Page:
Maui Invasive Species Committee photo.

New Infestation of Little Fire Ants Found in Waihee Valley

In late August 2019, a Waihee Valley resident called the Maui Invasive Species Committee to report stinging ants. She feared they were little fire ants after being stung on her neck and under her collar while working near fruit trees. Staff from MISC contacted the resident and arranged a site visit to investigate the report. The ants were identified under a microscope as little fire ants or Wasmannia auropunctata.

The next day, a team from the Hawaii Department of Agriculture (HDOA) and MISC conducted surveys in the area, which is adjacent to the Waihee River. Initial surveys indicate that LFA are present on three properties. The infestation is estimated to cover four to five acres, mostly in overgrown vegetation and away from homes. Little fire ants were detected next to the river, raising concerns that the ants may have moved downstream; however, preliminary riverside surveys below the infestation zone did not detect any LFA.

Area residents who have encountered stinging ants—particularly those who have been stung on their neck and upper body after working with or under vegetation – are urged to report suspect ants by contacting either the Maui Invasive Species Committee at 573-MISC (6472), the Hawaii Department of Agriculture on Maui at 873-3080, or online at

This infestation is the fourteenth detection of little fire ants on the Valley Isle since 2009 and the second detection of LFA on Maui this year, following the April detection in the Happy Valley neighborhood of Wailuku. MISC is actively treating five sites; the Waihee Valley site will be the sixth. After undergoing a rigorous treatment regimen, little fire ants are thought to be eliminated from other sites, though MISC continues to survey to ensure they are gone.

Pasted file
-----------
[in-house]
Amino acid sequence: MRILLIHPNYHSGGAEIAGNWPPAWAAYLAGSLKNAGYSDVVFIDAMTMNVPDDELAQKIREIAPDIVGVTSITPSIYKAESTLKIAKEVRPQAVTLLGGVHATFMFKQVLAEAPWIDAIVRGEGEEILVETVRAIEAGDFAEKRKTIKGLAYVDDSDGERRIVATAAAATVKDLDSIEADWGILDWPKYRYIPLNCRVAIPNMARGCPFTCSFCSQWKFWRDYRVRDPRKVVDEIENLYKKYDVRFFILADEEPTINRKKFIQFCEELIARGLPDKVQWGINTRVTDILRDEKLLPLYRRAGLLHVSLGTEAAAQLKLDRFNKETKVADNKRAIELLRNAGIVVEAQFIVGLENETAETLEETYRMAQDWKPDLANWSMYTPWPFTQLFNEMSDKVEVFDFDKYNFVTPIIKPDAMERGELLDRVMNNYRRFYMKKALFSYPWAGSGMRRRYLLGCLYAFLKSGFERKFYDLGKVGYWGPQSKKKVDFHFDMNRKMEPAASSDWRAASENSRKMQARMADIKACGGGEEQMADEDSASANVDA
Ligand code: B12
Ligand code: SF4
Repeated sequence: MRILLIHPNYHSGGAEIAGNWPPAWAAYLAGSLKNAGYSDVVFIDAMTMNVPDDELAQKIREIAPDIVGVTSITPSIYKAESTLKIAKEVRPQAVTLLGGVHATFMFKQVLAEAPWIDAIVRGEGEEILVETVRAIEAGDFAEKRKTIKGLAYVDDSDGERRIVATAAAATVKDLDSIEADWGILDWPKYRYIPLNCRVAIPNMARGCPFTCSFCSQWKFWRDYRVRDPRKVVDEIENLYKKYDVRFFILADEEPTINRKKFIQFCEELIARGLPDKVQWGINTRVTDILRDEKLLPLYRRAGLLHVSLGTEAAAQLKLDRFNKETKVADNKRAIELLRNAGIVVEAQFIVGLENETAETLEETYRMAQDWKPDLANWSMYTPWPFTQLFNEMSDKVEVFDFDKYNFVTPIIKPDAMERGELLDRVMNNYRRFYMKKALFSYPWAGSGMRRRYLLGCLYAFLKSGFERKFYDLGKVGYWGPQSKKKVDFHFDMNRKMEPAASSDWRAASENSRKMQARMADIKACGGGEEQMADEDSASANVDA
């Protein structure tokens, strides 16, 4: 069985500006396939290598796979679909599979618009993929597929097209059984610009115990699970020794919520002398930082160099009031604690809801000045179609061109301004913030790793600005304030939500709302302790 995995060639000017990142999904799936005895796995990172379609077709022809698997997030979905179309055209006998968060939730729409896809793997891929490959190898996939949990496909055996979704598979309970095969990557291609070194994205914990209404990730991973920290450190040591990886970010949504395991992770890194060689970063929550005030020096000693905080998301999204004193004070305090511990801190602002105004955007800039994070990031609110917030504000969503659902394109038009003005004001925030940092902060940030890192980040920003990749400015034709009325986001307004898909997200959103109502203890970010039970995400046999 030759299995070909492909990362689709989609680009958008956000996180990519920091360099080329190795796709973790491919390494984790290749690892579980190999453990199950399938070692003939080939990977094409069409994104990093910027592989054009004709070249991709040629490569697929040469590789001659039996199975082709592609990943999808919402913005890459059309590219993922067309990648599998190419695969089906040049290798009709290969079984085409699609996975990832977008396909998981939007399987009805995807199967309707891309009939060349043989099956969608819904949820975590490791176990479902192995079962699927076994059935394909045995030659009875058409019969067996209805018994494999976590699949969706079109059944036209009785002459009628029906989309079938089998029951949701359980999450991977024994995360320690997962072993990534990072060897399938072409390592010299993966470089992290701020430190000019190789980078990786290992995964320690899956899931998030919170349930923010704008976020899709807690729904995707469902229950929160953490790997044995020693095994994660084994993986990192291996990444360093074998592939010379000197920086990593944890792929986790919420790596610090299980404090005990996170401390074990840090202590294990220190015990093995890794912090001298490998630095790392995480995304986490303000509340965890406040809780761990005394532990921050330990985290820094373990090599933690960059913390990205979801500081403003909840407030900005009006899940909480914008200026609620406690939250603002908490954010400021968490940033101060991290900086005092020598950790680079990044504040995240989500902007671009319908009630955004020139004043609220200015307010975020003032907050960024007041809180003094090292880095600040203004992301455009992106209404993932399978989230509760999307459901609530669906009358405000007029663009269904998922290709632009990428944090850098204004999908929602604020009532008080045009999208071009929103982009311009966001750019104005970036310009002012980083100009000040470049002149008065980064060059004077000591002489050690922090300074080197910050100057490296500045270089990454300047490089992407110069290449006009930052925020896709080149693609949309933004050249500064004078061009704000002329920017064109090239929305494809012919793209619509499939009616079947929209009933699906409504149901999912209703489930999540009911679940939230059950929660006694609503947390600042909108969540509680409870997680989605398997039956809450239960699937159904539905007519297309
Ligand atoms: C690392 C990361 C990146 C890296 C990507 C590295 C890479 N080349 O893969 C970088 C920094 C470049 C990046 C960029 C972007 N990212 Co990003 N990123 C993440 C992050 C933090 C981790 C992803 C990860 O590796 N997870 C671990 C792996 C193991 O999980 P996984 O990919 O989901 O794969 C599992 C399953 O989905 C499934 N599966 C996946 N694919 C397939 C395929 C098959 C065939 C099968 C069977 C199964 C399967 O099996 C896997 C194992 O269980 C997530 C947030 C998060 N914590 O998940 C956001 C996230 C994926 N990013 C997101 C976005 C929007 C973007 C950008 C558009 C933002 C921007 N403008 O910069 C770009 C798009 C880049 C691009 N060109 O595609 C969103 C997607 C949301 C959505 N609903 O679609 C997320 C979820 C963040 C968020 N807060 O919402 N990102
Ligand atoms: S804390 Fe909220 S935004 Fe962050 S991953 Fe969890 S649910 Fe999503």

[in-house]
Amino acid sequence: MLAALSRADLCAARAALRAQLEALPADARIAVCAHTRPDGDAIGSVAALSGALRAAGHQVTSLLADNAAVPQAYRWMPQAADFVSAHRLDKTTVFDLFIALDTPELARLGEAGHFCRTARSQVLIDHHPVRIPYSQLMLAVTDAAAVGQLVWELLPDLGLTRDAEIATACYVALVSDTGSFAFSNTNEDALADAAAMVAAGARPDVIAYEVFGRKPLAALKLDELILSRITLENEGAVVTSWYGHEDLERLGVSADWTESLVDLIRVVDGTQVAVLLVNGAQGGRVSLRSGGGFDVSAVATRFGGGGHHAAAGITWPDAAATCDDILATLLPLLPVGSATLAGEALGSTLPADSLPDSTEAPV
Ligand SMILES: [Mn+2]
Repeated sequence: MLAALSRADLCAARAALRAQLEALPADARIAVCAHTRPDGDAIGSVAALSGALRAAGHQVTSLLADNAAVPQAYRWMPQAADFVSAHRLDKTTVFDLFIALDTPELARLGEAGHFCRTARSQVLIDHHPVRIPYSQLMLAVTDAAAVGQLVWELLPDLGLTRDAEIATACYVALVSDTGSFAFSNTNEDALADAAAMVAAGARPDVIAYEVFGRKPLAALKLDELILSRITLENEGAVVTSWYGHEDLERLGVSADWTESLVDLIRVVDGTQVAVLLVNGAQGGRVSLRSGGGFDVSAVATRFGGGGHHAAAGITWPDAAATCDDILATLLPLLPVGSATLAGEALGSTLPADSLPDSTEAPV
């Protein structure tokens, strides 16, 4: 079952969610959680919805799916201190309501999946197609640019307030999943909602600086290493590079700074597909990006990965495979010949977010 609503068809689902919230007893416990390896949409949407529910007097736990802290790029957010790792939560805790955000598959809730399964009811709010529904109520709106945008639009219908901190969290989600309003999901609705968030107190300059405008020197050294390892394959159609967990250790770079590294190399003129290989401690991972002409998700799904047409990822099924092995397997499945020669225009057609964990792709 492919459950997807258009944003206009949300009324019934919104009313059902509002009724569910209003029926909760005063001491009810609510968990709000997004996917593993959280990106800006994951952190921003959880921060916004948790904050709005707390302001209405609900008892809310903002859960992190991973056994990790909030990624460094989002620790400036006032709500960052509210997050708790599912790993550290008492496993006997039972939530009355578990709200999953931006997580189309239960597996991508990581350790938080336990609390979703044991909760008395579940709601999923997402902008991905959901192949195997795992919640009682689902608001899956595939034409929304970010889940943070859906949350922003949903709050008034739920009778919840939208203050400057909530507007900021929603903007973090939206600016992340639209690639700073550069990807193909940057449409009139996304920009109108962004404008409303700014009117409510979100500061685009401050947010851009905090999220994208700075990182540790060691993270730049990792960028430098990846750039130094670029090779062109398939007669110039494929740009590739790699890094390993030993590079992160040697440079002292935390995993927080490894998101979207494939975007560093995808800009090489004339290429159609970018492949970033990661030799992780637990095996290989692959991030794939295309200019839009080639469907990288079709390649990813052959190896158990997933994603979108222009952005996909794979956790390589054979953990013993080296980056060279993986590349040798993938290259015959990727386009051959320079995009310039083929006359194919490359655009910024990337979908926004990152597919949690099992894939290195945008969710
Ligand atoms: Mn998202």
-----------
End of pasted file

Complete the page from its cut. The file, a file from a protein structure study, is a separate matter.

The source of the infestation is unknown at this time and there is no known connection between this one and a previously-infested site at a farm in Waihee. Based on the size of the new infestation, experts estimate little fire ants have been present for five or more years.  

The little fire ant has been called one of the 100 worst invasive species globally (IUCN Invasive Species Specialist Group). They were first detected on Hawaii Island in 1999 and Maui in 2009. Little fire ants reach incredible densities (80 million ants per acre) and outcompete many other insects and small vertebrates. LFA live in trees as well as on the ground. People often discover the ants by brushing against heavily-infested bushes or in windy conditions when the ants fall off plants or trees. Unsuspecting victims of the “ant rain” are left with painful stings and animals can be blinded. On Hawai‘i Island, little fire ants are now widespread. People describe being at their “wit’s end” and unable to take their keiki to the places they learned to fish, hunt, surf, and hike. Left unchecked, this species will affect Maui’s environment, and agriculture, and forever change our quality of life.

There will be a community meeting on Wednesday, October 9th at 6 pm at the Waihee Elementary School. Officials from MISC and HDOA will share information on the threat of little fire ants, the current status of Maui’s infestations, the plan for treatment, and community efforts to prevent the spread. Learn more about LFA, including how to collect samples,



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